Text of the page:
Ryne Sandberg and the Phillies were victims of timing, at least from a cardboard standpoint, and at least the first time around.
It would be almost unheard of these days, for instance, for a player to make it through four minor league seasons, post bigger and better numbers as he rose, and actually appear in the Major Leagues without scoring a rookie card in at least one major set.
And it’s been that way for quite awhile, too. At least since the mid-1990s, when Bowman started to really go all in on the rookie card front.
But back in 1982, things were a little more hit-and-miss when it came to card companies squeezing rookies into their sets.
Donruss wouldn’t debut Rated Rookies until 1984 (or 1983, depending on if you count back-only RRs), and Fleer didn’t reserve any special real estate for rooks. That left base cards from those two and Topps, which usually only featured young players after a full(ish) season or more in the majors, and the yearly Topps “Future Stars” deals.
In 1982, the Phillies’ Future Stars card went to Mark Davis, Bob Dernier, and Ozzie Virgil, not bad selections given that all three achieved some degree of success at the game’s highest level.
But that swath of cardboard would have also been prime real estate for Sandberg, who had hit .293 at Triple-A Oklahoma City in 1981 before earning a late-season promotion to the Phils.
In later years, Ryno might have even landed a solo card or three in 1981 or before, while he was still climbing the ladder.
Of course, by missing out on an RC in 1982, Sandberg also missed out on appearing as a Phillies player on a baseball card. Philly, you might remember, traded him with Larry Bowa to the Cubs in exchange for Ivan de Jesus in January 1982, just as the new cards were about ready to make kids of all ages hungry for summer again.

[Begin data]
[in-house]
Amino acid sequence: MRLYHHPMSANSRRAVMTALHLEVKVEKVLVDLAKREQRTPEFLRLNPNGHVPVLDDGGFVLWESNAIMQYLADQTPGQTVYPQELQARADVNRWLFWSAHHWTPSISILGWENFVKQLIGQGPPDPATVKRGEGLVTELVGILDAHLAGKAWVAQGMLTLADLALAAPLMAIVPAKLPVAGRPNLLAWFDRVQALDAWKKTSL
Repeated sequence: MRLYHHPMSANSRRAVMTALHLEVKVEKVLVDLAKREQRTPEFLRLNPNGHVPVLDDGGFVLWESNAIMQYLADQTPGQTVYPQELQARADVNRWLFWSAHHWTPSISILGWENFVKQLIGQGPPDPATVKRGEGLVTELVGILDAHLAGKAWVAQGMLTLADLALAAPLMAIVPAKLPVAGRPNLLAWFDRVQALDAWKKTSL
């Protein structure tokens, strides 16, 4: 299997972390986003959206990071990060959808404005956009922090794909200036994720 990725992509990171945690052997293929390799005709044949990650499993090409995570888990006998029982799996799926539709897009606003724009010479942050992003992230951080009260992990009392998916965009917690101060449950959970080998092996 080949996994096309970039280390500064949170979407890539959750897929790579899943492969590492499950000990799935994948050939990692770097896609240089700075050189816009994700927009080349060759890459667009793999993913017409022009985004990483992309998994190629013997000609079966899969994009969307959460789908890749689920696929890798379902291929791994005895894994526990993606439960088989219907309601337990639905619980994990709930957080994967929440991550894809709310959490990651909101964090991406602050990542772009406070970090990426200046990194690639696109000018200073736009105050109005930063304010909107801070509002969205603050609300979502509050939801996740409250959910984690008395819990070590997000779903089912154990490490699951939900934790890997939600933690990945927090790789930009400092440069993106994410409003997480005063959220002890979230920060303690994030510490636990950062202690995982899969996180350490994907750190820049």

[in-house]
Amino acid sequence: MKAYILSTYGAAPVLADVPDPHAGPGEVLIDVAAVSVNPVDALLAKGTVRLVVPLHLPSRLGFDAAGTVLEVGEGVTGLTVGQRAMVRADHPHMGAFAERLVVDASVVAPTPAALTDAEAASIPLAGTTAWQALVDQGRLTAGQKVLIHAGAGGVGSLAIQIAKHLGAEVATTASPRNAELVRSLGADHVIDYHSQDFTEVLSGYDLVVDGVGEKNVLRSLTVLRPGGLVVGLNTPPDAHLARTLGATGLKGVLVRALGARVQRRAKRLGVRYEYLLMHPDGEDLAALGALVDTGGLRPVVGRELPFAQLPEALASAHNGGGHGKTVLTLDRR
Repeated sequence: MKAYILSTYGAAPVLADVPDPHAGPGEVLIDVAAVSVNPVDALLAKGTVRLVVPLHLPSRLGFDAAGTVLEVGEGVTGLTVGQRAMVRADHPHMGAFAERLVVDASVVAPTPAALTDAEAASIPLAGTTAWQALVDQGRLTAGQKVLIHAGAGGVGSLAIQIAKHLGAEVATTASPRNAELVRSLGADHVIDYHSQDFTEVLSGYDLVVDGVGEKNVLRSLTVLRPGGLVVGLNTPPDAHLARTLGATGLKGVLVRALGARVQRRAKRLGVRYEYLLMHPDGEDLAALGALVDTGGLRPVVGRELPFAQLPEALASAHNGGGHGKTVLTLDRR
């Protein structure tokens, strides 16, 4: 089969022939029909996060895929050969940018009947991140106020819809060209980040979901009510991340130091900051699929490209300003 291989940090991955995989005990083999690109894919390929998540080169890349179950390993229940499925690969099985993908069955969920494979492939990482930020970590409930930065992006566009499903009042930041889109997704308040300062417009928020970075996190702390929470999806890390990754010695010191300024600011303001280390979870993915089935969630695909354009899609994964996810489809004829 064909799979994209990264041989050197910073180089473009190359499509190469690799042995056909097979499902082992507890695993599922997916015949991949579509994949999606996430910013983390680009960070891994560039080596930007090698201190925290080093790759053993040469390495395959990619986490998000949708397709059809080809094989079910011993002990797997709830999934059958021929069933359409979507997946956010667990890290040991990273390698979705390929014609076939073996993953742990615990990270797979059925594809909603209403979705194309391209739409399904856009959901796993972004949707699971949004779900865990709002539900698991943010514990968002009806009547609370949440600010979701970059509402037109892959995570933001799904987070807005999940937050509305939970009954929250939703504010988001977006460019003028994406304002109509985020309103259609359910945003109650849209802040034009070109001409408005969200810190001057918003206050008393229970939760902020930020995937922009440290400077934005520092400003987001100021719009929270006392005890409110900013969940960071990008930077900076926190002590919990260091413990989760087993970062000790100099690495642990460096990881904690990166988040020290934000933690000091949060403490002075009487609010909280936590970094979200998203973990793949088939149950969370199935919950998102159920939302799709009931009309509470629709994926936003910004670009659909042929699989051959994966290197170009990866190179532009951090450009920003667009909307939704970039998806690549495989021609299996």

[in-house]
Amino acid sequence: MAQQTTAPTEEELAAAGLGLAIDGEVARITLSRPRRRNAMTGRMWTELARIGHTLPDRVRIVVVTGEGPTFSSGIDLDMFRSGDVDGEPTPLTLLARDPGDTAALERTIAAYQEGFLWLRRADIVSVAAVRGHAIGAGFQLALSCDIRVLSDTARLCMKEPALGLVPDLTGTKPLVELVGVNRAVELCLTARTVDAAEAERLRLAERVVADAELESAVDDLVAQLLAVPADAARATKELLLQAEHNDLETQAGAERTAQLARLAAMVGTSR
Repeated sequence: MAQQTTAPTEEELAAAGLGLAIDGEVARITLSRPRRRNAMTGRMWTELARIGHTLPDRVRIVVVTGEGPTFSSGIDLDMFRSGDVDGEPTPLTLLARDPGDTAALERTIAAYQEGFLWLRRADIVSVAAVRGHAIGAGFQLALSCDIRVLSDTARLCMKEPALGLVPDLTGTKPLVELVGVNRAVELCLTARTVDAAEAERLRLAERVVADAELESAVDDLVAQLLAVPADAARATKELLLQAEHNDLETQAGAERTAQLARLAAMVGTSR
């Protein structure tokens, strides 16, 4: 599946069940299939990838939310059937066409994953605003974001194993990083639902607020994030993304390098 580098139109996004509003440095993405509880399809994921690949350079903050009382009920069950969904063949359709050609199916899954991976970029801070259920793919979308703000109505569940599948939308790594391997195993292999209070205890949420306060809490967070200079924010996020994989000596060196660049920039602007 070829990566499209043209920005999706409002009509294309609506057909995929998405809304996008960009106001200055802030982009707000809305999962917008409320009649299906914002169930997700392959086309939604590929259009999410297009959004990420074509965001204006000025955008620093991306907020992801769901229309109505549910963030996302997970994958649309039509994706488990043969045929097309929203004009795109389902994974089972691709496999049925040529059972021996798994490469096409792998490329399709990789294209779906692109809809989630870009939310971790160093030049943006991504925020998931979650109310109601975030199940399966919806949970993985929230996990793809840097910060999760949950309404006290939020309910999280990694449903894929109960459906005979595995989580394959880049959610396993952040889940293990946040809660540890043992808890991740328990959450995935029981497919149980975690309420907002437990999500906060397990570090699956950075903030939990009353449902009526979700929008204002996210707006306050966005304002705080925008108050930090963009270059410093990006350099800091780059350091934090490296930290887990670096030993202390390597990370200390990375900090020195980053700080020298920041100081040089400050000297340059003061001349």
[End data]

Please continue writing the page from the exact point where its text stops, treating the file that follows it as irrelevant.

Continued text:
Or, at least, that’s what we thought — that we’d never see cardboard Ryno in a Phillies uniform.
But then, the unthinkable happened … Sandberg retired at age 34 in June 1994!
It was a shocking development that sort of got swallowed up by the strike that followed a couple months later, but one that left fans and collectors planning for Sandberg’s early Hall of Fame election, which we figured would come in a scant five years.
Topps must have been thinking along the same lines, because, when their year-end Traded made its way into the hobby, we found something unusual:
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Yep, Topps had cut their roster of actual traded players and rookies down to 129 cards, and devoted two cards to Sandberg — one with the Cubbies, and one with the Phillies.
(Number 132 was a checklist card, as usual.)
And, just as with Sandberg himself, that 1994 Topps Traded set represented the end of an era, as it was the last of a 14-year run during which the Traded set was available predominantly as a factory set (with some limited wax pack dabbling thrown in).
Thus, with one fell cardboard swoop, Topps closed a gap that seemed like it could never be filled, and gave us a back-to-the-future glimpse of o what it might look like if Ryno ever ended up on a Phils uniform again.
You know, hypothetically.
Sandberg remains one of the most popular players of the 1980s and a stone cold Cubs legend, so it’s no wonder lots like this one still draw a lot of interest in the hobby:
That’s a game-used Sandberg glove from early in his career.
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End Date: Thursday 09/30/2021 14:43:25 EDT
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